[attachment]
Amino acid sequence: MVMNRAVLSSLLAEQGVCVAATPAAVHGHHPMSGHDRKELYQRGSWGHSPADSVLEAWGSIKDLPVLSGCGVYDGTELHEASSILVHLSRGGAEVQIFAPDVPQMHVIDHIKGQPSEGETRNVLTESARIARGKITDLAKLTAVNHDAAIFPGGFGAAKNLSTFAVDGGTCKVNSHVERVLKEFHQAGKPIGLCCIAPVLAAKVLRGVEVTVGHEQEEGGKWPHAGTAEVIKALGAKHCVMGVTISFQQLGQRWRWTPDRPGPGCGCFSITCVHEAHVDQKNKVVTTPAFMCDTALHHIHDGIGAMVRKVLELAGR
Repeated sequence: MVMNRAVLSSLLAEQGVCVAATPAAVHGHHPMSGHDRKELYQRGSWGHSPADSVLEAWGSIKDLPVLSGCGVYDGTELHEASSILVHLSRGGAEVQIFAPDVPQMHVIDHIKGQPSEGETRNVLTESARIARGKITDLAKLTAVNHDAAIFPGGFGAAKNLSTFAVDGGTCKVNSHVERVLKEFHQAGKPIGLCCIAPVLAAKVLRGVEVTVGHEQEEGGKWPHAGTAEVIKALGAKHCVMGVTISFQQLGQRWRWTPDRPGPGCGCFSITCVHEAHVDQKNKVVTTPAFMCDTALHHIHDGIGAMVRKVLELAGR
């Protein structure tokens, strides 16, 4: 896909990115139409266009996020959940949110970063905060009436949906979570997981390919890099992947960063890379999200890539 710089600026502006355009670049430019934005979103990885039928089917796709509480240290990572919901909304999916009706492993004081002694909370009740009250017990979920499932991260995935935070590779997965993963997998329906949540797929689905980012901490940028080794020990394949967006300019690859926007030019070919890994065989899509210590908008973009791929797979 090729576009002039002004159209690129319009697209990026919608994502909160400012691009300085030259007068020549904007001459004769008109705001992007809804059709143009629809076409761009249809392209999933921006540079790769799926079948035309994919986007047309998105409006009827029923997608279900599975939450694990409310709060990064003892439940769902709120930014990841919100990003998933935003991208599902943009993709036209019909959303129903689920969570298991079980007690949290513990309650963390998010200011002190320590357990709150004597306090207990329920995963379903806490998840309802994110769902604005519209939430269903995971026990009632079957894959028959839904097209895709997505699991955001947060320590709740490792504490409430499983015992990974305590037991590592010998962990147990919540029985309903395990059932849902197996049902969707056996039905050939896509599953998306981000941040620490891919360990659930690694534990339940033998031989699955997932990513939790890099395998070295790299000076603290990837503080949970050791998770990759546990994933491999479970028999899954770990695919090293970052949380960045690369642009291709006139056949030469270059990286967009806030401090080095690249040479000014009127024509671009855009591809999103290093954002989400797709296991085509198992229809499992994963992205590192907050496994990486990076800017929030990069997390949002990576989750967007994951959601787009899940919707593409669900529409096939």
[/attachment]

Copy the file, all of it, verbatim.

Amino acid sequence: MVMNRAVLSSLLAEQGVCVAATPAAVHGHHPMSGHDRKELYQRGSWGHSPADSVLEAWGSIKDLPVLSGCGVYDGTELHEASSILVHLSRGGAEVQIFAPDVPQMHVIDHIKGQPSEGETRNVLTESARIARGKITDLAKLTAVNHDAAIFPGGFGAAKNLSTFAVDGGTCKVNSHVERVLKEFHQAGKPIGLCCIAPVLAAKVLRGVEVTVGHEQEEGGKWPHAGTAEVIKALGAKHCVMGVTISFQQLGQRWRWTPDRPGPGCGCFSITCVHEAHVDQKNKVVTTPAFMCDTALHHIHDGIGAMVRKVLELAGR
Repeated sequence: MVMNRAVLSSLLAEQGVCVAATPAAVHGHHPMSGHDRKELYQRGSWGHSPADSVLEAWGSIKDLPVLSGCGVYDGTELHEASSILVHLSRGGAEVQIFAPDVPQMHVIDHIKGQPSEGETRNVLTESARIARGKITDLAKLTAVNHDAAIFPGGFGAAKNLSTFAVDGGTCKVNSHVERVLKEFHQAGKPIGLCCIAPVLAAKVLRGVEVTVGHEQEEGGKWPHAGTAEVIKALGAKHCVMGVTISFQQLGQRWRWTPDRPGPGCGCFSITCVHEAHVDQKNKVVTTPAFMCDTALHHIHDGIGAMVRKVLELAGR
């Protein structure tokens, strides 16, 4: 896909990115139409266009996020959940949110970063905060009436949906979570997981390919890099992947960063890379999200890539 710089600026502006355009670049430019934005979103990885039928089917796709509480240290990572919901909304999916009706492993004081002694909370009740009250017990979920499932991260995935935070590779997965993963997998329906949540797929689905980012901490940028080794020990394949967006300019690859926007030019070919890994065989899509210590908008973009791929797979 090729576009002039002004159209690129319009697209990026919608994502909160400012691009300085030259007068020549904007001459004769008109705001992007809804059709143009629809076409761009249809392209999933921006540079790769799926079948035309994919986007047309998105409006009827029923997608279900599975939450694990409310709060990064003892439940769902709120930014990841919100990003998933935003991208599902943009993709036209019909959303129903689920969570298991079980007690949290513990309650963390998010200011002190320590357990709150004597306090207990329920995963379903806490998840309802994110769902604005519209939430269903995971026990009632079957894959028959839904097209895709997505699991955001947060320590709740490792504490409430499983015992990974305590037991590592010998962990147990919540029985309903395990059932849902197996049902969707056996039905050939896509599953998306981000941040620490891919360990659930690694534990339940033998031989699955997932990513939790890099395998070295790299000076603290990837503080949970050791998770990759546990994933491999479970028999899954770990695919090293970052949380960045690369642009291709006139056949030469270059990286967009806030401090080095690249040479000014009127024509671009855009591809999103290093954002989400797709296991085509198992229809499992994963992205590192907050496994990486990076800017929030990069997390949002990576989750967007994951959601787009899940919707593409669900529409096939």